• March 1, 2021

Search Results for: Amy’s Everyday Astronomy:

Amy’s Everyday Astronomy: A (Lunar) Raisin in the Sun

Last week, I told you all about InSight detecting its first likely Marsquake. In the article, I mentioned how scientists have been studying quakes on the moon since the Apollo missions. Recently, Nature Geoscience published a new paper where they took another look at these shallow moonquakes to establish possible connections to some very young […]Read More

Amy’s Everyday Astronomy: UFOs and Project New Book

Now, I’ve never been one to claim that we are alone in the universe. Nor am I one to say that aliens regularly visit us, incognito, to kidnap and probe. And while I watch the night sky a LOT, I can also not say that I haven’t seen my fair share of strange things moving […]Read More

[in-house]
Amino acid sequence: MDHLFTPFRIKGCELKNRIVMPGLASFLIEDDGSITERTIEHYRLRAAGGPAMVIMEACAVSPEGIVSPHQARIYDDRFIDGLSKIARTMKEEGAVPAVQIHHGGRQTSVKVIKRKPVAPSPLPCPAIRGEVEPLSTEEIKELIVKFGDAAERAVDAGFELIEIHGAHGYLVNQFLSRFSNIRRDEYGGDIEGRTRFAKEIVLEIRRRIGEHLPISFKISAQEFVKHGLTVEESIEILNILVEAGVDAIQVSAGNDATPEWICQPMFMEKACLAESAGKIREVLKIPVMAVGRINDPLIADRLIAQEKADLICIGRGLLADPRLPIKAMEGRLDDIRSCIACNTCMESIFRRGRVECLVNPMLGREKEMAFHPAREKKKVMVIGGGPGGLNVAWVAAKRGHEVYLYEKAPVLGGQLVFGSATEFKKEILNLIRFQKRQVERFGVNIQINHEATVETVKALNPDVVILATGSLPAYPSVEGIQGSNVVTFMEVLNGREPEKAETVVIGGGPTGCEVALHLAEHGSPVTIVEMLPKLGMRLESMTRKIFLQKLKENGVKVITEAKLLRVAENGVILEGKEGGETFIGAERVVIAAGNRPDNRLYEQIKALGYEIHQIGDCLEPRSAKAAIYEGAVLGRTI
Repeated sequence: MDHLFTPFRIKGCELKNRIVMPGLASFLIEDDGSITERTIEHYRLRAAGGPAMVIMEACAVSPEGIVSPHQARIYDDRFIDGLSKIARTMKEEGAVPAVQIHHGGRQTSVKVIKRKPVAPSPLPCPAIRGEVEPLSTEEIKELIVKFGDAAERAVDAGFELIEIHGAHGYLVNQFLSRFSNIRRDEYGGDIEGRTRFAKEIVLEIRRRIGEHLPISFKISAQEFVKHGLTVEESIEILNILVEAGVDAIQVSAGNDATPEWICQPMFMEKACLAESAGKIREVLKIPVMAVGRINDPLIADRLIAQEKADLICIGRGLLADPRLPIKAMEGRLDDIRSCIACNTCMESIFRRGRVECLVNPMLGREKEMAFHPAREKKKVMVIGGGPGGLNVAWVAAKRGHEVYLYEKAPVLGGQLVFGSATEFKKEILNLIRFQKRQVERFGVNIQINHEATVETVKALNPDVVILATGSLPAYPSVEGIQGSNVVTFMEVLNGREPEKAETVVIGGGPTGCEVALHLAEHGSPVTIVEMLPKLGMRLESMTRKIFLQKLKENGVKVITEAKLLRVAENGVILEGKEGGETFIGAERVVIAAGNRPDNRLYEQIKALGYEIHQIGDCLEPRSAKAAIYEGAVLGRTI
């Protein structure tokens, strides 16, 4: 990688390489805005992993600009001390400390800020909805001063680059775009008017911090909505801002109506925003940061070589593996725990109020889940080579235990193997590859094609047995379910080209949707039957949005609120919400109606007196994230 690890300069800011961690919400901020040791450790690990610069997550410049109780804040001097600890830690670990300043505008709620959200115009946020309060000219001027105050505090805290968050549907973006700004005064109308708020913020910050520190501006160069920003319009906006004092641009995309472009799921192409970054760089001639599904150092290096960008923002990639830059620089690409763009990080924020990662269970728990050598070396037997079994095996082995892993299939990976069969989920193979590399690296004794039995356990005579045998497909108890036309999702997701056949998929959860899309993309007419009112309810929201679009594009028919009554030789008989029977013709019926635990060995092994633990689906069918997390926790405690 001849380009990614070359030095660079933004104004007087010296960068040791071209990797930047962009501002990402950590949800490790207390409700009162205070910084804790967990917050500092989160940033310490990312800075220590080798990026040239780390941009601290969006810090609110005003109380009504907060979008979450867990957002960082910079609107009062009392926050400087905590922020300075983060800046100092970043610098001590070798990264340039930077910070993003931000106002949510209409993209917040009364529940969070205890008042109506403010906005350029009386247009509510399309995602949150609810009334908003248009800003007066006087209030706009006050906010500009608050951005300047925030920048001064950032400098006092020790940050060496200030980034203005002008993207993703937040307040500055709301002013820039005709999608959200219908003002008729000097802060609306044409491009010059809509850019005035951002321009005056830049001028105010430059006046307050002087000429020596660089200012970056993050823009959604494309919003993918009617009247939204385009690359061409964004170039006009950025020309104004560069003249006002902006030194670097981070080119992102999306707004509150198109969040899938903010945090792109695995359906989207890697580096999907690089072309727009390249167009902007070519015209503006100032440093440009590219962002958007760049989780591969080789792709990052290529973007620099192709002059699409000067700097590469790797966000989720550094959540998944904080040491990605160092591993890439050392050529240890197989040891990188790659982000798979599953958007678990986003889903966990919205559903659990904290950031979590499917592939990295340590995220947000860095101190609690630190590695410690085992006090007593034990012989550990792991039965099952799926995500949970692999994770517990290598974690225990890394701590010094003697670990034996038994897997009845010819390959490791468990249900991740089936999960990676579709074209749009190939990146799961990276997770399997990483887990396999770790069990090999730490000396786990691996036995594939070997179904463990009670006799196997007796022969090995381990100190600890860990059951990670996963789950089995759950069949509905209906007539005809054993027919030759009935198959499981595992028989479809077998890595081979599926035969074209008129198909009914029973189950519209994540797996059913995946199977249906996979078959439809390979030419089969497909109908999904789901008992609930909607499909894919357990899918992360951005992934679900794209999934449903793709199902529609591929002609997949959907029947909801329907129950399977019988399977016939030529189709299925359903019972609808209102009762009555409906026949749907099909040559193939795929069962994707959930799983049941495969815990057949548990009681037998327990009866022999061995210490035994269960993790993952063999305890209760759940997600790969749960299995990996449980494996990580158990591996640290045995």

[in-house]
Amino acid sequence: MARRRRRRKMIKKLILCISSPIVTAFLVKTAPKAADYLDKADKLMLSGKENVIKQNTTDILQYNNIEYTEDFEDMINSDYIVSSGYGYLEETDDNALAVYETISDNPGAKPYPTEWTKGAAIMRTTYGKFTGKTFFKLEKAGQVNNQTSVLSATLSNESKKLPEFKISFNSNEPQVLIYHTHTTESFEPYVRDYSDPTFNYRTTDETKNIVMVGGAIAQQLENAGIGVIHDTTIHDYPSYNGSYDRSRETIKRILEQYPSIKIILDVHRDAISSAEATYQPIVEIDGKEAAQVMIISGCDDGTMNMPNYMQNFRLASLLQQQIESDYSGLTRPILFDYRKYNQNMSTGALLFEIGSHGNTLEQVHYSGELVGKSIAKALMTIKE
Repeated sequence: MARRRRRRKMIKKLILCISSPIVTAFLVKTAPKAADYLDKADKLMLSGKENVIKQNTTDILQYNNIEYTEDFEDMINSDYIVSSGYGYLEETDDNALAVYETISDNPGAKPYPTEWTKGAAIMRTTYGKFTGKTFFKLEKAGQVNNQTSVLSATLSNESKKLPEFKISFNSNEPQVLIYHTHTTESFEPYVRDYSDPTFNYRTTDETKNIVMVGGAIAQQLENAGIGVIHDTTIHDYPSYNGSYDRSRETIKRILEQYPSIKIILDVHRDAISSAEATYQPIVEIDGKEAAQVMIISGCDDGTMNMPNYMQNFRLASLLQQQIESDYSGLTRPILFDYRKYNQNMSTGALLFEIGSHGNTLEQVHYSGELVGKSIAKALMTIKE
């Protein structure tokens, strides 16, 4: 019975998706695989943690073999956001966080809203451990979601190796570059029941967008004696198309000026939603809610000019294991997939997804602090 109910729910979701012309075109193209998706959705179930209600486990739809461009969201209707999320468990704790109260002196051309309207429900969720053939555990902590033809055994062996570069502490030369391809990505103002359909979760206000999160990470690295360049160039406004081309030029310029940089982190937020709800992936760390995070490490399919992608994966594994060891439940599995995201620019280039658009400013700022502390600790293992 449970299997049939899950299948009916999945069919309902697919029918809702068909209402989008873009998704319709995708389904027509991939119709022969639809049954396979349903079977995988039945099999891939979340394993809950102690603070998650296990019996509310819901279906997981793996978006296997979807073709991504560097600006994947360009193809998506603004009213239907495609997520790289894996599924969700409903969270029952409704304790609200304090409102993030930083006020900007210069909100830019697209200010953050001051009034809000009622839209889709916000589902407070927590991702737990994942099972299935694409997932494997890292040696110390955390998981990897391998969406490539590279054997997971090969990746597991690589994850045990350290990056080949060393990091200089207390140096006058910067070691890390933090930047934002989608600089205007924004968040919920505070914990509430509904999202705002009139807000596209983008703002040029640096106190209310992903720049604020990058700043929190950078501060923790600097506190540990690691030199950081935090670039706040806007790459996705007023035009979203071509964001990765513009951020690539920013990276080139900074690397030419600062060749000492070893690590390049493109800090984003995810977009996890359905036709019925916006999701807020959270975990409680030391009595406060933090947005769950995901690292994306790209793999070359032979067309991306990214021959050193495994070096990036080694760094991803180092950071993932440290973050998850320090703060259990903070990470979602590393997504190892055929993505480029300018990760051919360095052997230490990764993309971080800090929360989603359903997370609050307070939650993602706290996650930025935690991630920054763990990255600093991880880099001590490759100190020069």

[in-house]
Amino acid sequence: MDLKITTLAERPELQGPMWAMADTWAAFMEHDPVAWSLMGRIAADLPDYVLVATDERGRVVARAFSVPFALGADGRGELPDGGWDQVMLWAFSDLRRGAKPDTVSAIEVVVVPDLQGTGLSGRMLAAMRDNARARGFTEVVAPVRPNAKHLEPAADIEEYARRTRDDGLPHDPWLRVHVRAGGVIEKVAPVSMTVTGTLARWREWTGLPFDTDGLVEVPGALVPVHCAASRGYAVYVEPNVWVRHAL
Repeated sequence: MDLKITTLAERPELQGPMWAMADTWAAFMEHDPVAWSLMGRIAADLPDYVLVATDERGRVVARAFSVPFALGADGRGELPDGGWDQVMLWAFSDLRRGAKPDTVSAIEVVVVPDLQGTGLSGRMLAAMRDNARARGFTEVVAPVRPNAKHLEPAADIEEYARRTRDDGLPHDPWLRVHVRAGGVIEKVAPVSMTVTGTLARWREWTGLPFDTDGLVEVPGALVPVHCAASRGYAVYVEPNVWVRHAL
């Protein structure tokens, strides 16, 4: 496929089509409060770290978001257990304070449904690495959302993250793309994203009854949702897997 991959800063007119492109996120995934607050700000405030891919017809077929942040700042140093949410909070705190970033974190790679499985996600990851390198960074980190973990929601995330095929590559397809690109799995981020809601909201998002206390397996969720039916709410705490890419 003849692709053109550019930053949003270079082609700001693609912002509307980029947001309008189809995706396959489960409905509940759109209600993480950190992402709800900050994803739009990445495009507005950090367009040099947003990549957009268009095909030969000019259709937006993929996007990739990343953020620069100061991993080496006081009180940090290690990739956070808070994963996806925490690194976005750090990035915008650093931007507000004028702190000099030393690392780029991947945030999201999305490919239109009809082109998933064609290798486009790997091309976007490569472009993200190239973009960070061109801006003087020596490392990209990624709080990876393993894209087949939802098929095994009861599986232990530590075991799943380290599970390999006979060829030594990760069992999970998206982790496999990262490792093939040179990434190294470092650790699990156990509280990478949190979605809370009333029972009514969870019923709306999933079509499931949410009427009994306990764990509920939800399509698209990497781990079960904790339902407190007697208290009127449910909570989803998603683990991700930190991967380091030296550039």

Amy’s Everyday Astronomy: New Year, New Horizons

Once again, NASA had the world on the edge of their seats as the New Horizons spacecraft flew by the very distant Kuiper Belt object, Ultima Thule. Since sending us those stunning images of Pluto back in 2015, New Horizons has spent the last three years on its way to 2014 MU69, also known as […]Read More

Amy’s Everyday Astronomy: To the Moon and Beyond

Earlier this week, NASA Chief Bridenstine met with the Senate to assure them that Space Directive One, as laid out earlier this year by President Trump was well underway. During this meeting, he explained that low Earth orbit needs to be driven by commercial enterprise. “And that’s underway right now.” To accomplish this, NASA plans […]Read More